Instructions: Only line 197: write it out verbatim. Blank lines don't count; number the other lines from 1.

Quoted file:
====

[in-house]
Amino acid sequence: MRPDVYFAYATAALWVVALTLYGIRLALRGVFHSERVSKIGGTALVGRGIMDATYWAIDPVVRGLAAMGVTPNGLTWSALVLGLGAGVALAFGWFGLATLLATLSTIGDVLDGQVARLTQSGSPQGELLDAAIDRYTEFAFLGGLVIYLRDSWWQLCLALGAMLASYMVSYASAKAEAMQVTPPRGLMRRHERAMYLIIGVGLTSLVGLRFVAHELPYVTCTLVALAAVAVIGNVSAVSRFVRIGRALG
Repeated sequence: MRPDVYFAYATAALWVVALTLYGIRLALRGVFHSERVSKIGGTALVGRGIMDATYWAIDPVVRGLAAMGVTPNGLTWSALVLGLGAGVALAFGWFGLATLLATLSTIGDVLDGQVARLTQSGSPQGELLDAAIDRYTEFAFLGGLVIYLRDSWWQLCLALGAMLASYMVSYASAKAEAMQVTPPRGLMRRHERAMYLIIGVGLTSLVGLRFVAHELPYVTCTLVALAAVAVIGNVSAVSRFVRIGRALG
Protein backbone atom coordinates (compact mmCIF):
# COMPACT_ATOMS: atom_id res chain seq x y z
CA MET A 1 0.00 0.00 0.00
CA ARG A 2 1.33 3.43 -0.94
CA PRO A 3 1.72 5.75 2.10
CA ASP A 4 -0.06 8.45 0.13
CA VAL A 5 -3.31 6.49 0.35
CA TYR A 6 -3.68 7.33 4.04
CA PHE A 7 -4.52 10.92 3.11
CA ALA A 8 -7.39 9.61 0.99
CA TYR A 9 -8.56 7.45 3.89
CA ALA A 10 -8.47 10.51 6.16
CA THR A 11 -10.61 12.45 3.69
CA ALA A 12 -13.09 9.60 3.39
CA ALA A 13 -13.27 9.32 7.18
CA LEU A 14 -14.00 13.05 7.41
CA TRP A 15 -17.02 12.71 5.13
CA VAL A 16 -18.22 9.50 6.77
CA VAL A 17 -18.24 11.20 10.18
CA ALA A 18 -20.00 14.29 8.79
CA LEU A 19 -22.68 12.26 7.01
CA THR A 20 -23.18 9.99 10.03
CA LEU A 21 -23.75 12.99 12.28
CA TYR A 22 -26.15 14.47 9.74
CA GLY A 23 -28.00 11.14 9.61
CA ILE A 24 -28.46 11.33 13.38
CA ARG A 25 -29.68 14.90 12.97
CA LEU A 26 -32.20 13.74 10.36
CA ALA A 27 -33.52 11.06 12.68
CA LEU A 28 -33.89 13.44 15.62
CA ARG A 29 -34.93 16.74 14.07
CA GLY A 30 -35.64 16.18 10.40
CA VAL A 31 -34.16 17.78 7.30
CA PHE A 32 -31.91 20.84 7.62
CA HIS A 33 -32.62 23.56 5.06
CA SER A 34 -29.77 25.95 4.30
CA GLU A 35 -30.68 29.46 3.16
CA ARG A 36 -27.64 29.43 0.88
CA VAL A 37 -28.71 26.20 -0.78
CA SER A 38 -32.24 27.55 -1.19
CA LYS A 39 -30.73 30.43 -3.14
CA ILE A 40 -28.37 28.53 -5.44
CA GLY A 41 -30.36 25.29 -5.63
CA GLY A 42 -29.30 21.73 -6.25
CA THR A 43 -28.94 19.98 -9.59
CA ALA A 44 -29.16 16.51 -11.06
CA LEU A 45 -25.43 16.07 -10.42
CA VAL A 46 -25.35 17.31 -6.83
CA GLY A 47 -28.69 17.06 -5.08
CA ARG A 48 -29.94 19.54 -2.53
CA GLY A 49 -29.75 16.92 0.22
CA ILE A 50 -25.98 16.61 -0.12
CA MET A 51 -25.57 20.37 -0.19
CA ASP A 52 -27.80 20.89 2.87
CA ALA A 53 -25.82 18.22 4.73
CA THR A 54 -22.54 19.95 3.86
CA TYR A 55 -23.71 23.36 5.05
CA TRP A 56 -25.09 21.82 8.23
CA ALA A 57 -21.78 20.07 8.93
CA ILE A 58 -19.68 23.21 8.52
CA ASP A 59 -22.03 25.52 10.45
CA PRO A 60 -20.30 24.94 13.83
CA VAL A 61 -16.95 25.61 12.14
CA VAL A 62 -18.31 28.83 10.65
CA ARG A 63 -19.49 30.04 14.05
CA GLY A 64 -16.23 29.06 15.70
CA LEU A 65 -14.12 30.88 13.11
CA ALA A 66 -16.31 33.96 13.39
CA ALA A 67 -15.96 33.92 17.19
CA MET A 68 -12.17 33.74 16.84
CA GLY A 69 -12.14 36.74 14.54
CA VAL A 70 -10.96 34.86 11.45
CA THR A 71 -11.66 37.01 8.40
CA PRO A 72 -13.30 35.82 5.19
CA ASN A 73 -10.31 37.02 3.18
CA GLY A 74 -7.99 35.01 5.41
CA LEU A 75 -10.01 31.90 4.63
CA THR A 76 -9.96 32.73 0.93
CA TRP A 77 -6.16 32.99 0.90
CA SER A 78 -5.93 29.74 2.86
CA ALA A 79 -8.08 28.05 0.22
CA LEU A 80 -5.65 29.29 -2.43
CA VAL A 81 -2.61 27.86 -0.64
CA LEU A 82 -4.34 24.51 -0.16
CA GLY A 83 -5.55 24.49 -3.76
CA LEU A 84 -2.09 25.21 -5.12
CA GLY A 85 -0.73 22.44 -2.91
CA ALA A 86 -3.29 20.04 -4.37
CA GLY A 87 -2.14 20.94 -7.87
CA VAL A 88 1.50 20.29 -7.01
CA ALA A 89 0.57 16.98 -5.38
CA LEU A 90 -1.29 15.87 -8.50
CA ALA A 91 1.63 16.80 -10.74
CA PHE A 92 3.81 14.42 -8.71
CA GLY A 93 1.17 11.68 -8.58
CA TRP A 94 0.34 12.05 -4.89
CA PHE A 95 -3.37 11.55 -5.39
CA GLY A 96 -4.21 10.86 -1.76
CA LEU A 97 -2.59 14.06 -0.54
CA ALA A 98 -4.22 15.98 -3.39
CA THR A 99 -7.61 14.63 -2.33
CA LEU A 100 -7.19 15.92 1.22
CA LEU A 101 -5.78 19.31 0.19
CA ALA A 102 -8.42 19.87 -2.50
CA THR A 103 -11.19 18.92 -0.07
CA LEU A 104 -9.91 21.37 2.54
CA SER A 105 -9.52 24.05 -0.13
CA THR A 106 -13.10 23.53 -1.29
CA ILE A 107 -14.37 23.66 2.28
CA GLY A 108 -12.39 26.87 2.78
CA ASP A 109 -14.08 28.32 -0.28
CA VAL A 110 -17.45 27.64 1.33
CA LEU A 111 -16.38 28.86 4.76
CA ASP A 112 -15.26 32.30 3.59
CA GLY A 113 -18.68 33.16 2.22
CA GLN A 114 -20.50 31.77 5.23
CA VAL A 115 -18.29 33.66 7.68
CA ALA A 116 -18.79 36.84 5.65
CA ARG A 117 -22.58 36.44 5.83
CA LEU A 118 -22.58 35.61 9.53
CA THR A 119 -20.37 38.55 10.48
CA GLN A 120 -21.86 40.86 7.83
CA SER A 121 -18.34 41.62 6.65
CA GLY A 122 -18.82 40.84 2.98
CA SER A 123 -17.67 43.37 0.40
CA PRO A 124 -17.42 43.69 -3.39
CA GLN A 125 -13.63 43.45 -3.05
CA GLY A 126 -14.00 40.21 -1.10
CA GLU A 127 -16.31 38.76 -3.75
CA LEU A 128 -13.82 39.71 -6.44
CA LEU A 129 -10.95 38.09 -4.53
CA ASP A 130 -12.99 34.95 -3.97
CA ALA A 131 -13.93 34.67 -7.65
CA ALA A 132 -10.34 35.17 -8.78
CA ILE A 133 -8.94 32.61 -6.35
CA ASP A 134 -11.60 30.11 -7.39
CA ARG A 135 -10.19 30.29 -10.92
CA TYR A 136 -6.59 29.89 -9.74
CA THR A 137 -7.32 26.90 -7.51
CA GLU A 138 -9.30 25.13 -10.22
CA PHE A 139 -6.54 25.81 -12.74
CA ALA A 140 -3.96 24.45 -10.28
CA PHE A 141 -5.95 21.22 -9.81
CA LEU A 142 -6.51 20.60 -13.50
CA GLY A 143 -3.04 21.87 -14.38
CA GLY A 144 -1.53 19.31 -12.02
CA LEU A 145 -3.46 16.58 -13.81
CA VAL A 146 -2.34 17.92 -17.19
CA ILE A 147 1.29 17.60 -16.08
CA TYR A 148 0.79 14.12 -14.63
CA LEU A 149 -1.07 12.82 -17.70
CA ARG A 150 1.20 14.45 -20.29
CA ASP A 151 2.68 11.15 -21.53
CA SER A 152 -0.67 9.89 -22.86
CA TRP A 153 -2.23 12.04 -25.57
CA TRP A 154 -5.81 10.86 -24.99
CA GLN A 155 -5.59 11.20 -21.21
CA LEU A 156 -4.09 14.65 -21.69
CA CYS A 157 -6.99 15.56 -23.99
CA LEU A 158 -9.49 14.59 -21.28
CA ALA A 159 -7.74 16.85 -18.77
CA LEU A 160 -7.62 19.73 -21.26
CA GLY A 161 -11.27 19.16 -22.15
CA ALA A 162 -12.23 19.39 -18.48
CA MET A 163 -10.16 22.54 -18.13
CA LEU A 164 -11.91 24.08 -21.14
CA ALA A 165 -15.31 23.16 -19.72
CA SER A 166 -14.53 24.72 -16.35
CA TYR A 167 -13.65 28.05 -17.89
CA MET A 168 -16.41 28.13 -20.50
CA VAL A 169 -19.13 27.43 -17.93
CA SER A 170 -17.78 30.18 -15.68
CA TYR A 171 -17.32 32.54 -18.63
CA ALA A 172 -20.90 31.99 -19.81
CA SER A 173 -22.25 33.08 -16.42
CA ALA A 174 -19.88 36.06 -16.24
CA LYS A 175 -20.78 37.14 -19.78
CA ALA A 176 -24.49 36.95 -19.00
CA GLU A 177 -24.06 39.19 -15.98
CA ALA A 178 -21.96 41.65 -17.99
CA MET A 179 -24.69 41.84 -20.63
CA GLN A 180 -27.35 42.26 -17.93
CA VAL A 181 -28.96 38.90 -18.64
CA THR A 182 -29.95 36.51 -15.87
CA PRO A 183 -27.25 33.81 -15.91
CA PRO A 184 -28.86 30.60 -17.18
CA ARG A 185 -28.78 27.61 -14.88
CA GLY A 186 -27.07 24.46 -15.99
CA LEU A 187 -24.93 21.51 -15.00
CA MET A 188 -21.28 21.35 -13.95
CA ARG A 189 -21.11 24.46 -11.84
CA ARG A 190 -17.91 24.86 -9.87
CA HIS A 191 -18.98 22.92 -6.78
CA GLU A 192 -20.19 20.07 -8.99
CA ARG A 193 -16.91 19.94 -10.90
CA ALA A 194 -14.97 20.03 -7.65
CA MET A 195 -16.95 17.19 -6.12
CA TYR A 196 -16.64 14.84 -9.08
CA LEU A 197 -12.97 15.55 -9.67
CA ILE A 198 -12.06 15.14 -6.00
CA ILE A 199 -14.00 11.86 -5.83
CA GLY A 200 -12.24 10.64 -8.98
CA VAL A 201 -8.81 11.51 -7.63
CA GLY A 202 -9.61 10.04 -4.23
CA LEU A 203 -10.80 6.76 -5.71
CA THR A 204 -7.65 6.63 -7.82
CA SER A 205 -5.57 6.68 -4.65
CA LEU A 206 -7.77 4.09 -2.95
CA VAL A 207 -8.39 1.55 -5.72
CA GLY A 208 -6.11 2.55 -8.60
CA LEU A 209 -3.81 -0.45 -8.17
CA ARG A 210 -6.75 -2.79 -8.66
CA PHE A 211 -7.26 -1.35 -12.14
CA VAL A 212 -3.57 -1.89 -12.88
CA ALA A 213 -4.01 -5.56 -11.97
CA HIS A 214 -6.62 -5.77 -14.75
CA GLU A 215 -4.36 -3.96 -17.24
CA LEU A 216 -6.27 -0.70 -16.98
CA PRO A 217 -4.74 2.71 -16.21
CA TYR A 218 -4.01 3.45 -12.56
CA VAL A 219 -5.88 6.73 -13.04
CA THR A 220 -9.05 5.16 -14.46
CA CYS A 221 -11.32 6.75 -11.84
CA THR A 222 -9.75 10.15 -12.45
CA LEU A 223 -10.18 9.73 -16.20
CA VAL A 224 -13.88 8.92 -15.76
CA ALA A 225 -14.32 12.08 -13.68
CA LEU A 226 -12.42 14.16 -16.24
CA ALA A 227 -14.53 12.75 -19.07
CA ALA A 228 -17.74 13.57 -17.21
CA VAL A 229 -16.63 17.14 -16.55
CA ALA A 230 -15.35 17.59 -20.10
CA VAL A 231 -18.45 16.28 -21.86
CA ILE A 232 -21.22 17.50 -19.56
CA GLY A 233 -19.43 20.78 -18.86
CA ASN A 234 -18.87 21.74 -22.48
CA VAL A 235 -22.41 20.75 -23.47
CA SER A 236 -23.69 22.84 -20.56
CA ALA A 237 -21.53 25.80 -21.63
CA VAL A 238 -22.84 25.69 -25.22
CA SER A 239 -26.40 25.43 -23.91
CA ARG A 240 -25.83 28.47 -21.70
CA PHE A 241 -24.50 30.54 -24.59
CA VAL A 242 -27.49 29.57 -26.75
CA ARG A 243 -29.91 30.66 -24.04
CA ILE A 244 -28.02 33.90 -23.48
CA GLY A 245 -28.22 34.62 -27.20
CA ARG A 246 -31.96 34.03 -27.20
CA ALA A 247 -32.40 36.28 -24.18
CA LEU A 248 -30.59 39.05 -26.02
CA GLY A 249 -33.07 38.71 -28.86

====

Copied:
CA GLU A 192 -20.19 20.07 -8.99